With its array of curve-removing brushes and erasers, Photoshop is often the secret behind images of models and celebrities that approach that elusive “perfect body” line. Vogue’s September cover featuring Lady Gaga flaunting a dramatic hourglass shape and a slimmed-down Christina Aguilera on Lucky’s October issue are some of these latest controversial images.
Sadly, this is nothing new. Magazines like Lucky and Vogue routinely come under fire for featuring impossibly thin models that the average size 8 woman can’t relate to, all the while preaching confidence and fashion “for any shape.”
But these mixed messages are blatant. Presumably retouched images inconsistent with cover teasers printed right by or on top of them that proclaim fearless confidence or getting to really know someone.
Pop sensation and self-proclaimed “fashion monster” Gaga has never been known for subtlety, and the September Vogue cover plays that up. In a purple Marc Jacobs gown, the singer’s body is transformed into a near-perfect hourglass shape that looks nothing like what appears in the behind-the-scenes video from the photo shoot.
It’s obvious that some retouching has been done. But to make things even more duplicitous, one of the cover teasers asks, “Think You Know Lady Gaga? Think Again.” Of course, that could be taken in one of two ways: Do we get to know “the real” woman inside? Or is it a retouched version masquerading as her?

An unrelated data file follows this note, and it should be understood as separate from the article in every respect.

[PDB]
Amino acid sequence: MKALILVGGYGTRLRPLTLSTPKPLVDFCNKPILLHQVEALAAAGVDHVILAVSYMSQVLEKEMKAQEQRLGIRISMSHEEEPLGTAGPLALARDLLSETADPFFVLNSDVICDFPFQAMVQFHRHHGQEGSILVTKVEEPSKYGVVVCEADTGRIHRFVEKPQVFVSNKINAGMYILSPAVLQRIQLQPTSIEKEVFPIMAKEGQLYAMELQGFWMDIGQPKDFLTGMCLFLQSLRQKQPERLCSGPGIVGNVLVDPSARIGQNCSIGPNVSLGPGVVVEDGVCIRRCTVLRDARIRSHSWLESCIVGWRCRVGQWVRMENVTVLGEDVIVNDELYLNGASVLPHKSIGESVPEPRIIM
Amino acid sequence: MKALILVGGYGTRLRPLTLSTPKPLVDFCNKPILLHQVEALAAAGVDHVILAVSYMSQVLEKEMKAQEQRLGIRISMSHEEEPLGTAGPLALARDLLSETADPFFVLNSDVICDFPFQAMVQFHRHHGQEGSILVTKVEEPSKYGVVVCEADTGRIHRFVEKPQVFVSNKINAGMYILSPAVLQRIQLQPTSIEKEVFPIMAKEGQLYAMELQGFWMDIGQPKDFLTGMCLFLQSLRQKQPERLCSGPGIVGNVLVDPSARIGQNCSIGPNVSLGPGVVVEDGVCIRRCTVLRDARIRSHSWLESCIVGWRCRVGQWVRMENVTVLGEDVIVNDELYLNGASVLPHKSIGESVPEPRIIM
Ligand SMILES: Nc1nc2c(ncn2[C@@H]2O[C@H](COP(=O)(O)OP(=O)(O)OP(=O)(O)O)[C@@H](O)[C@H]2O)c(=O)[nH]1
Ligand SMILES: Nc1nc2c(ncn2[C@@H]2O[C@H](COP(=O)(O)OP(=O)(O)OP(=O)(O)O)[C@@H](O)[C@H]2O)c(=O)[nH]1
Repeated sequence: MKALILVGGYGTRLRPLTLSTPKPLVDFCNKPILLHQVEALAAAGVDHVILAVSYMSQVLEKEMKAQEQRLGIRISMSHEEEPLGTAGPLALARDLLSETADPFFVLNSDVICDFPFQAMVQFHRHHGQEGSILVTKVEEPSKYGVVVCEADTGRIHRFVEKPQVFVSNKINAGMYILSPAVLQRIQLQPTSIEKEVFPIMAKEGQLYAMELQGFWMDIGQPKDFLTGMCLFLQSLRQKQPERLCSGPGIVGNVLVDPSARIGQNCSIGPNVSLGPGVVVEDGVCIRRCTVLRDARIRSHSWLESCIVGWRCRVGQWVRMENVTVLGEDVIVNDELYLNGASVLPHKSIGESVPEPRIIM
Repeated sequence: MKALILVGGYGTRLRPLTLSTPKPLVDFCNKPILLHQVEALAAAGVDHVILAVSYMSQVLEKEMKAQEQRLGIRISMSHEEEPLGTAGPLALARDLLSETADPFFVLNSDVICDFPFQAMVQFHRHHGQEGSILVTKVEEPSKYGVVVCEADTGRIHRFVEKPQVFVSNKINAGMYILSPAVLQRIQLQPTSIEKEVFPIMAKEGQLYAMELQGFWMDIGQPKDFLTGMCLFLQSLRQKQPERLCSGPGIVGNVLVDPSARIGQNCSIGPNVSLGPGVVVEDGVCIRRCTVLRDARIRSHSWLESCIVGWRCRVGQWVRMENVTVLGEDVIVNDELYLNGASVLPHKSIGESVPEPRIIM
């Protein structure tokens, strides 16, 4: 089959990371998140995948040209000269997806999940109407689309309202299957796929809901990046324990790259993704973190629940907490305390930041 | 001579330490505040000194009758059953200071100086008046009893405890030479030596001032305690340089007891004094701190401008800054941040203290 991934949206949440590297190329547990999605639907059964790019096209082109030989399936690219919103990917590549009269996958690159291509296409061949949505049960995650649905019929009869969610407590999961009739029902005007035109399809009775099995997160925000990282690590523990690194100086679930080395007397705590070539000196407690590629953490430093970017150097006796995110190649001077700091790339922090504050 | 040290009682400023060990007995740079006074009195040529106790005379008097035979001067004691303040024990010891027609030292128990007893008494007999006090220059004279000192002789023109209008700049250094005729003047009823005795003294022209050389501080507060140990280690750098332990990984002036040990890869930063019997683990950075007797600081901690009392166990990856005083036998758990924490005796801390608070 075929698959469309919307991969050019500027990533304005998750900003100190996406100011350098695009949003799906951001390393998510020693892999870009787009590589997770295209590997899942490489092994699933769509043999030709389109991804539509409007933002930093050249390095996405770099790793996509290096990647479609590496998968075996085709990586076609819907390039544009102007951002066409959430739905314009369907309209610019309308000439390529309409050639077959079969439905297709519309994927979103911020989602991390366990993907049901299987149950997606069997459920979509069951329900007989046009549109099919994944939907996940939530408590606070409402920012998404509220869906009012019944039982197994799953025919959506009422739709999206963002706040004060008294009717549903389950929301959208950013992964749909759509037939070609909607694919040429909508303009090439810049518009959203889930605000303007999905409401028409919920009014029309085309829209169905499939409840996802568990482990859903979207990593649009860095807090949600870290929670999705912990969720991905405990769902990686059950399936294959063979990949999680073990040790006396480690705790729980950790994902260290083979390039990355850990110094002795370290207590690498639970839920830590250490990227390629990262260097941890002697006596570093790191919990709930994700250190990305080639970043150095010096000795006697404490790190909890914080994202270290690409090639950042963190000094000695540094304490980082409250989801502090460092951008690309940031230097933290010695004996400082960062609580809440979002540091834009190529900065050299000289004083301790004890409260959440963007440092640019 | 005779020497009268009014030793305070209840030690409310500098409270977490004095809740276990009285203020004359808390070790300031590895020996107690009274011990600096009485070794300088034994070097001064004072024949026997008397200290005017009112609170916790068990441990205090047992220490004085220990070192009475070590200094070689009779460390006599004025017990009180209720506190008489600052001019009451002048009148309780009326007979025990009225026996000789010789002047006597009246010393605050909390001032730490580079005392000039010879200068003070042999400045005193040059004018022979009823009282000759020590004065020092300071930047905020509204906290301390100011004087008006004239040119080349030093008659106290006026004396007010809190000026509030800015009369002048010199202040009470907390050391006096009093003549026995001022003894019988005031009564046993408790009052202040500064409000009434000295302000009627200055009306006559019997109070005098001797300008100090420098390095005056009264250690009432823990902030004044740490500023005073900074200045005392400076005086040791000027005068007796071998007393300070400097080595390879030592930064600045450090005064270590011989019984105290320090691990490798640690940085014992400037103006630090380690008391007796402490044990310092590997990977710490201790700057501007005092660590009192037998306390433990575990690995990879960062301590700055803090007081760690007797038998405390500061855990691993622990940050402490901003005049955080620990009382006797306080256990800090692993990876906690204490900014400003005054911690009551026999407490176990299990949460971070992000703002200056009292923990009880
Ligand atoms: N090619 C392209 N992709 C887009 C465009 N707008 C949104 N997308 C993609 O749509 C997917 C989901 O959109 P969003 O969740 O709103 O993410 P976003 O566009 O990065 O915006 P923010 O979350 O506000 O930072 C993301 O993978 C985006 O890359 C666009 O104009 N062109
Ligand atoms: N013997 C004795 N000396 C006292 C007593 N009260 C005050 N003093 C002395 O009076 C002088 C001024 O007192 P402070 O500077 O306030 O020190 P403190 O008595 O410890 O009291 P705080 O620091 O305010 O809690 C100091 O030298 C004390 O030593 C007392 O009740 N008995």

The presentation even runs counter to some of Gaga’s “Hair” lyrics—“I just wanna be myself and I want you to love me for who I am”—which ironically accompany the behind-the-scenes video. Apparently, that sentiment was lost on Vogue—or the photographer’s team who was said to have made the image edits.
A happy-to-not-be-so-thin Christina Aguilera covers Lucky’s October issue, but Huffington Post is questioning whether the magazine is as happy with the singer’s weight as she is.
Despite her telling the magazine how she’s confidently embraced her curves, the cover teasers almost make a mockery of it—that is if she has been Photoshopped.
The “Body Special” issue promises “Clothes that flatter your body no matter the size” and “The instantly slimming dress.” Perhaps that’s what Aguilera is wearing?
Readers likely have no problem with Photoshop used within reason—whatever that is—maybe to remove a wrinkle, even skin tone or smooth a stray hair. But using it to present a false reality—or, worse, inconsistent messages—doesn’t do much to inspire confidence in ourselves or their product.